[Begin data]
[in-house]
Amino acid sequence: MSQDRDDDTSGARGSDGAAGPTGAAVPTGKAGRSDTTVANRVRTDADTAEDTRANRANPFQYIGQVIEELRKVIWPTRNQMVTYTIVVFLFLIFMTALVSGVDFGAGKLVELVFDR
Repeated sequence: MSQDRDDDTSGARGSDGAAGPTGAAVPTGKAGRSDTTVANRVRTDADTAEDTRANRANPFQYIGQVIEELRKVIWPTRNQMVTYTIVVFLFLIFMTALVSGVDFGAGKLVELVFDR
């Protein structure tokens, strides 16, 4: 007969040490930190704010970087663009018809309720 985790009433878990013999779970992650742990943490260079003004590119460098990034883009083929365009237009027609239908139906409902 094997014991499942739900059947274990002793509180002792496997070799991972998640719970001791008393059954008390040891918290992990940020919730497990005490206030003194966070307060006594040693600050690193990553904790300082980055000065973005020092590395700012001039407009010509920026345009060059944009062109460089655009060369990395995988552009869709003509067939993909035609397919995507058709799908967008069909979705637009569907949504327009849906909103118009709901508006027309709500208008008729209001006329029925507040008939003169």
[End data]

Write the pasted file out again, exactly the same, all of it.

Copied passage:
[in-house]
Amino acid sequence: MSQDRDDDTSGARGSDGAAGPTGAAVPTGKAGRSDTTVANRVRTDADTAEDTRANRANPFQYIGQVIEELRKVIWPTRNQMVTYTIVVFLFLIFMTALVSGVDFGAGKLVELVFDR
Repeated sequence: MSQDRDDDTSGARGSDGAAGPTGAAVPTGKAGRSDTTVANRVRTDADTAEDTRANRANPFQYIGQVIEELRKVIWPTRNQMVTYTIVVFLFLIFMTALVSGVDFGAGKLVELVFDR
């Protein structure tokens, strides 16, 4: 007969040490930190704010970087663009018809309720 985790009433878990013999779970992650742990943490260079003004590119460098990034883009083929365009237009027609239908139906409902 094997014991499942739900059947274990002793509180002792496997070799991972998640719970001791008393059954008390040891918290992990940020919730497990005490206030003194966070307060006594040693600050690193990553904790300082980055000065973005020092590395700012001039407009010509920026345009060059944009062109460089655009060369990395995988552009869709003509067939993909035609397919995507058709799908967008069909979705637009569907949504327009849906909103118009709901508006027309709500208008008729209001006329029925507040008939003169």